The Restore 439 Powell group posted the above photo today. Thanks to eminent Vancouver photographer Fred Herzog and Andy Sylvester of Equinox Gallery for allowing us to republish it. Fred’s support of this conservation effort has been valuable and most welcome. We were glad to have him visit the site in late December.
The Ming Sun building at 439 Powell Street, one of the 20 oldest buildings in Vancouver, still remains under a demolition order by the City of Vancouver despite being deemed structurally sound by more than one set of structural engineers. One of these engineers actually told me that it’s much more structurally sound than many functioning buildings in the city. One of the reasons it’s in such good shape is that it was meticulously maintained over the years by its various owners. The Ming Sun Benevolent Society has a perfect record regarding inspections and in fact exceeded the City’s requirements decade after decade, including installing sprinklers inside when it was not required to go to the expense of doing so. All of this maintenance was methodically documented, so anything you read in the media about it being ill-kept or derelict is absolutely, patently false. It is very disturbing to hear staff and a councillor continue to spread this misinformation, when they’ve been shown ample evidence to the contrary. This building was a clean, well-lighted place, to lift a phrase from Hemingway, and it provided excellent housing for low-income seniors. Even the appliances were all new.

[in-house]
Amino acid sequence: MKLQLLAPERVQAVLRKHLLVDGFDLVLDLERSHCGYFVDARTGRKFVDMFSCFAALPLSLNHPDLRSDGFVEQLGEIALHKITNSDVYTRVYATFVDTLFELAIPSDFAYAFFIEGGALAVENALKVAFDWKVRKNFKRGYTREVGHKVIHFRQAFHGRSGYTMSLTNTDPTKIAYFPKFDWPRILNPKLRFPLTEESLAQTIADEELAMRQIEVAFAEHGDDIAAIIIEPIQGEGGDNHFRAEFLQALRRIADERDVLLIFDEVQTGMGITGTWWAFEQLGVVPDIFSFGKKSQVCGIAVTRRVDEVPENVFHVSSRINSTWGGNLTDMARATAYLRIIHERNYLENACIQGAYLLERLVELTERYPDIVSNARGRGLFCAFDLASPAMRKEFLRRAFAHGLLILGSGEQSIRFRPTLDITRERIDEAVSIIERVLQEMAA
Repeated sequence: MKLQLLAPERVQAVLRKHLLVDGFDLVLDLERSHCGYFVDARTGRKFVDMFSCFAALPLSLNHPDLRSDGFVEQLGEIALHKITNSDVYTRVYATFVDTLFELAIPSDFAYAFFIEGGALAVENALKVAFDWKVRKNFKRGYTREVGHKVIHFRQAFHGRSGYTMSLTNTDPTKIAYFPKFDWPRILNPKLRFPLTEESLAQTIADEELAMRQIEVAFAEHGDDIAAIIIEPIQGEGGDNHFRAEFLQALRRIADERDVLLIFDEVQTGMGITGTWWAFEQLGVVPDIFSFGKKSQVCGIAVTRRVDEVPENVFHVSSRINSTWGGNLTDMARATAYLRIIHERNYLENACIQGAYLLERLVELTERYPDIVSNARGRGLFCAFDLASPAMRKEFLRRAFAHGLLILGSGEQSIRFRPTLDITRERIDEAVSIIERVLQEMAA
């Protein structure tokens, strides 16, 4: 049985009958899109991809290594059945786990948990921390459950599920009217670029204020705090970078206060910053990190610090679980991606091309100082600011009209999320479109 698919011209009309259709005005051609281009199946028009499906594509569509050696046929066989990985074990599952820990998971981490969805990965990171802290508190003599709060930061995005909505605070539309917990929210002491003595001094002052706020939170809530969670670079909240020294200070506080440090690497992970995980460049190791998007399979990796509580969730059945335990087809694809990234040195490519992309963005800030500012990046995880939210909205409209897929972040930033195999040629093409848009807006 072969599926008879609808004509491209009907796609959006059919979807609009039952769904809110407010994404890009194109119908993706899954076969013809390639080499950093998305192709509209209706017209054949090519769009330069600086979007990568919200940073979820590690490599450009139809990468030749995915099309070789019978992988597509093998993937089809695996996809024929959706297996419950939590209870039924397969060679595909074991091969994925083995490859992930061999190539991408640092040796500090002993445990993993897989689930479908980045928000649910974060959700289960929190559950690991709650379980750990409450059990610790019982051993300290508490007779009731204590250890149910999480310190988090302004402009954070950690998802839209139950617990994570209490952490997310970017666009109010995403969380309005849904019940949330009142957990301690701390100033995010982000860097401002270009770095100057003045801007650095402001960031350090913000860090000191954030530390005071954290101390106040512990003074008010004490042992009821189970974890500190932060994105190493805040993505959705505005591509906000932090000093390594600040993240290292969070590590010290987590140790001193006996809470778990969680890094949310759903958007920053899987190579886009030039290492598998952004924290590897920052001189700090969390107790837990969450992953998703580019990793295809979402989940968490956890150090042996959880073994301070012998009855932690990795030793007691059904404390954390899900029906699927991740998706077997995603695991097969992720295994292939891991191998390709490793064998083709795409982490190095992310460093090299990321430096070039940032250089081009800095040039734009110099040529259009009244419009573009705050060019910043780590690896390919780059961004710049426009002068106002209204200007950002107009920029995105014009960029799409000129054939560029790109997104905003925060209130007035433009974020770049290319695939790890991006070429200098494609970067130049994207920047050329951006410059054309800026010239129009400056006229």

The situation with the Ming Sun Building, as explained in the previous post, was triggered when the building immediately to the east was hastily demolished by the City after it suddenly (perhaps not so mysteriously) developed structural problems. Subsequent to that demolition, the City arbitrarily deemed the Ming Sun building at 439 Powell to be unsafe as well. Here are only a few of the questions we have about this situation: If as more than one set of structural engineers has confirmed the Ming Sun building is structurally sound, why did the City hastily deem it a hazard and evict all its elderly tenants? Why not bring in engineers to look at it before evicting? Having evicted the elderly, why did the City not find those tenants replacement housing, leaving an organization to attempt to re-house them all in under 10 hours before nightfall? Then, having disallowed the Ming Sun Benevolent Society and its tenants from entering, thus leaving the building open to vandalism, why did the City not secure the building? Not surprisingly, extensive looting of items like copper electrical wire and other recyclable metals ensued, causing major damage to the interior. This was then followed by suspiciously expert sabotage of the sprinkler system during which someone turned the building’s water back on at the main, smashed key sprinkler heads and then left all the pieces on the floor (indicating this wasn’t looters looking for metal to recycle). The building was then flooded overnight, and while this failed to destroy the building, it caused extra heartbreak and damage. Where was the City while all this was going on? Additionally, why was a police investigation into the vandalism called off? There are too many questions that remain unanswered regarding events at the Ming Sun building. I have omitted many here, particularly regarding high-handed actions on the part of the City and some of its staff. And then there’s the neighbour who owns the lots on either side of the Ming Sun building (including the one where his now-demolished building stood) and who has in the past openly stated he would buy the Ming Sun’s lot too. There are other even more concerning facts and questions which I’ll leave for now, but the story cries out for a TV drama.